Tuesday, August 18, 2020

A reading list

From an interview with Thomas Howard by editors of Touchstone magazine (1999):
One more question along this same line: What would you give for a C.S. Lewis reading list? If someone had a year to read five or ten books of Lewis' and wanted to know which ones to start with, what would you tell him, to get an overview of his prose and fiction?

HOWARD: There would be an obvious case for telling someone to start with Mere Christianity. I wouldn't quarrel with that, but I, myself, might say, start with the Narnia Chronicles. Reading the Narnia Chronicles has the advantage of almost inevitably drawing a reader in, head over heels, to a world,—the world, the world of truth, of reality that is Lewis' whole world. So I would say the Narnia Chronicles, The Abolition of Man, The Great Divorce, "The Weight of Glory" and "Transpositions"—which last two appear in a book of essays called The Weight of GloryThe Space Trilogy, Till We Have Faces.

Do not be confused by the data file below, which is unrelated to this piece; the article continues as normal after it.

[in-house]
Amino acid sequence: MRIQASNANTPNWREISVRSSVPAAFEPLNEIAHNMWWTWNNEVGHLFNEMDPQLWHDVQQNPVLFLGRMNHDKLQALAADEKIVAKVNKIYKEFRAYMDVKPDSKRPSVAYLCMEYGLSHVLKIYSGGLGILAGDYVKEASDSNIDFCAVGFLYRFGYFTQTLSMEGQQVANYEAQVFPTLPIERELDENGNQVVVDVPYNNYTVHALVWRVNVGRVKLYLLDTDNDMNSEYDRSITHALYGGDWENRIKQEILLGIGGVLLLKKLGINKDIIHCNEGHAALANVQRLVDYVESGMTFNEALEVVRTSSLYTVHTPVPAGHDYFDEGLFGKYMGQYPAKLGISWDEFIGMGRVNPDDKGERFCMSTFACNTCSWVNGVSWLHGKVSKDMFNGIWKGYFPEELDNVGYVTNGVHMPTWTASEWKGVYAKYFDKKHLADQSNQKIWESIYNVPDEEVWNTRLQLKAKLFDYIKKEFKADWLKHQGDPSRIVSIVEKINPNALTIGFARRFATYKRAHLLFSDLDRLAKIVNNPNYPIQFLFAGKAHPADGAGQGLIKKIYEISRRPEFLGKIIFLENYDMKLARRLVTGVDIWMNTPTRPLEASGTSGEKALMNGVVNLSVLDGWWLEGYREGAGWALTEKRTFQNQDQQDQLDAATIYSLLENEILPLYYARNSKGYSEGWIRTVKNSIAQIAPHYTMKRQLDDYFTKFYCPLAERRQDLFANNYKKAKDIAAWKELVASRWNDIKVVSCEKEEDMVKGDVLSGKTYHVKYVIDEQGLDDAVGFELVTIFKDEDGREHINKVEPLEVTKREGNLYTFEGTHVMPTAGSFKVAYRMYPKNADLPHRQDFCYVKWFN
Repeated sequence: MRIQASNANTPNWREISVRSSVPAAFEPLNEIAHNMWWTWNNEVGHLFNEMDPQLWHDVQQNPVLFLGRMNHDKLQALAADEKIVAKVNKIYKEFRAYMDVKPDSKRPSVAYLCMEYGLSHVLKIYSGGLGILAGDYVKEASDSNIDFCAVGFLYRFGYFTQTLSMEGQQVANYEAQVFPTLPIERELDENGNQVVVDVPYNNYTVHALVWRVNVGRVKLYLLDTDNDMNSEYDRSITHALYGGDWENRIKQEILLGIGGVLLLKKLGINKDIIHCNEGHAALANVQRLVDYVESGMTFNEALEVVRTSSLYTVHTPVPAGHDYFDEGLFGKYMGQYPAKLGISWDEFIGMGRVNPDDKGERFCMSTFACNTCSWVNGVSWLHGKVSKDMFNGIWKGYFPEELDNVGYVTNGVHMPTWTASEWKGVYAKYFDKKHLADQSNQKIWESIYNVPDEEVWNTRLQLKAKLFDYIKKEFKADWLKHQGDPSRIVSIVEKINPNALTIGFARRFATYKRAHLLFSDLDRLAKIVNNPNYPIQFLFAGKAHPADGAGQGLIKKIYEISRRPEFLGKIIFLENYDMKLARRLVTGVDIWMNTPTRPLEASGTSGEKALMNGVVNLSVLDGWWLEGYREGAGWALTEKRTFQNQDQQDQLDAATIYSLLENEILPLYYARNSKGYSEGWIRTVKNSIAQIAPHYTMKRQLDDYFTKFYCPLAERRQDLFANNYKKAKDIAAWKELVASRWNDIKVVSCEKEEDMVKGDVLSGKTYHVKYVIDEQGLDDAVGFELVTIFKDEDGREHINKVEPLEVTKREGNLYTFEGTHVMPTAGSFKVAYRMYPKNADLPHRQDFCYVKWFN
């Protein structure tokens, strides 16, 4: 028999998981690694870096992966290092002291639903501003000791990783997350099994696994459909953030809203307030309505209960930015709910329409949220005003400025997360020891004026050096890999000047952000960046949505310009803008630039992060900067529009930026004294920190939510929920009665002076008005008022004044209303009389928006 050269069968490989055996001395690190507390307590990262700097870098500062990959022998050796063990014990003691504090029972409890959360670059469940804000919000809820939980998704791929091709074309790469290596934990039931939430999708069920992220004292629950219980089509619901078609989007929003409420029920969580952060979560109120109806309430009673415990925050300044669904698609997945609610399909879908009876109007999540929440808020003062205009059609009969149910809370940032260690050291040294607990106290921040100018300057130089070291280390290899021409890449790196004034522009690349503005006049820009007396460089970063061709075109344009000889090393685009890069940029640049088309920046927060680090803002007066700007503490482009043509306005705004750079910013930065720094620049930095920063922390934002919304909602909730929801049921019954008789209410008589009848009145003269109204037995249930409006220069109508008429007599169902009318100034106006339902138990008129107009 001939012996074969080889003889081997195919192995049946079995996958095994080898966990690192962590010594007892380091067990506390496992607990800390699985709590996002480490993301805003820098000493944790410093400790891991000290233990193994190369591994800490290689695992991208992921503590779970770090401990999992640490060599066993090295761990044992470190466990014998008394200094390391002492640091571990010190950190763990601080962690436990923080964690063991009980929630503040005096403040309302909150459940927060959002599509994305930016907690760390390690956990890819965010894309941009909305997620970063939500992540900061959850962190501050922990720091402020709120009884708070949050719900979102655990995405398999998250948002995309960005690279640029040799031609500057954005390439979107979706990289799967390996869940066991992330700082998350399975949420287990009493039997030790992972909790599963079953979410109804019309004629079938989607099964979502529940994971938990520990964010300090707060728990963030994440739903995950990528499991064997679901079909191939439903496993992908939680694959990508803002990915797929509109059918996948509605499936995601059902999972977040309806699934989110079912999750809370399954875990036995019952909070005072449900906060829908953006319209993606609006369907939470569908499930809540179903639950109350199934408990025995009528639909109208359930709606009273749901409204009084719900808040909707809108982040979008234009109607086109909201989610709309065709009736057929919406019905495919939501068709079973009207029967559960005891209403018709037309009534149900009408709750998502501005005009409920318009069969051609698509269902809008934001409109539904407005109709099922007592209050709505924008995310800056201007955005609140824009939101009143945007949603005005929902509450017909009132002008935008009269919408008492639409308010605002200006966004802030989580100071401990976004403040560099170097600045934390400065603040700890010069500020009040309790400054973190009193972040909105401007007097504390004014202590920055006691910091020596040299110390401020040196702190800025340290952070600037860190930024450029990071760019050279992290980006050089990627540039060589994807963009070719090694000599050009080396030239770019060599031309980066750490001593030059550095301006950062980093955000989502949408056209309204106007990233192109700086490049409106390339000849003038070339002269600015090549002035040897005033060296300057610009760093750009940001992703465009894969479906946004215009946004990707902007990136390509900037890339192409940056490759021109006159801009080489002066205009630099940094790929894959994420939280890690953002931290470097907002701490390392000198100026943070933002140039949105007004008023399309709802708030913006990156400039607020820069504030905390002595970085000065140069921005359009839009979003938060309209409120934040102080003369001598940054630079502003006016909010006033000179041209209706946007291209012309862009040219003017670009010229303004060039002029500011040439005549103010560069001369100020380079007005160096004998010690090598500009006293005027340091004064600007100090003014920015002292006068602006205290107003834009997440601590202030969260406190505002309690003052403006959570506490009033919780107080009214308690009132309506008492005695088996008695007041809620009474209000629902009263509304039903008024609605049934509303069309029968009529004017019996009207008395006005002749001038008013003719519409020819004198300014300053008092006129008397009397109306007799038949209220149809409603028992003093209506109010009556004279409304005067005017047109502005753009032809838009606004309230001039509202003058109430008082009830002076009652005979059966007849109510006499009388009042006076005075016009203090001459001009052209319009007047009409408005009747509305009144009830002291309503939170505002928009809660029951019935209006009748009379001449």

Then, of his apologetic books, Miracles I think in one sense is a special-interest book. I think Mere Christianity does that job well for general readers. Of his scholarly books, the books on Edmund Spenser and his English Literature in the Sixteenth Century from the Oxford History of English Literature—the "OHEL"—are wonderful. They're glorious reading. Other works like Studies in Words and Experiment in Criticism are good, but they're not center stage.

I think I would include Preface to Paradise Lost, interestingly enough, even if the reader has never read and will never read Milton. Lewis touches on some very, very fundamental things there.

The Problem of Pain?

HOWARD: Yes, I would certainly include that.

Last night in your lecture you told everyone to drop everything and read The Discarded Image.

HOWARD: Ah! Yes! You see, the list gets longer. That's a glorious book. And he pursued an absolutely faultless course. He never drops into the error of nostalgia for the Middle Ages or of complaining that "Oh, we've gone down the tubes since then." He describes the mind of the Middle Ages, and at the very end of the book he says, "It will be obvious to the reader where my sympathies lie", but he doesn't argue it. Yes, I think one could even make The Discarded Image number one because it will lead you in a sober, classroom way or a Lewis tutorial way into the world that you are going to encounter one fine morning at the Last Trump.
Thomas Howard, The Night is Far Spent, 2007.

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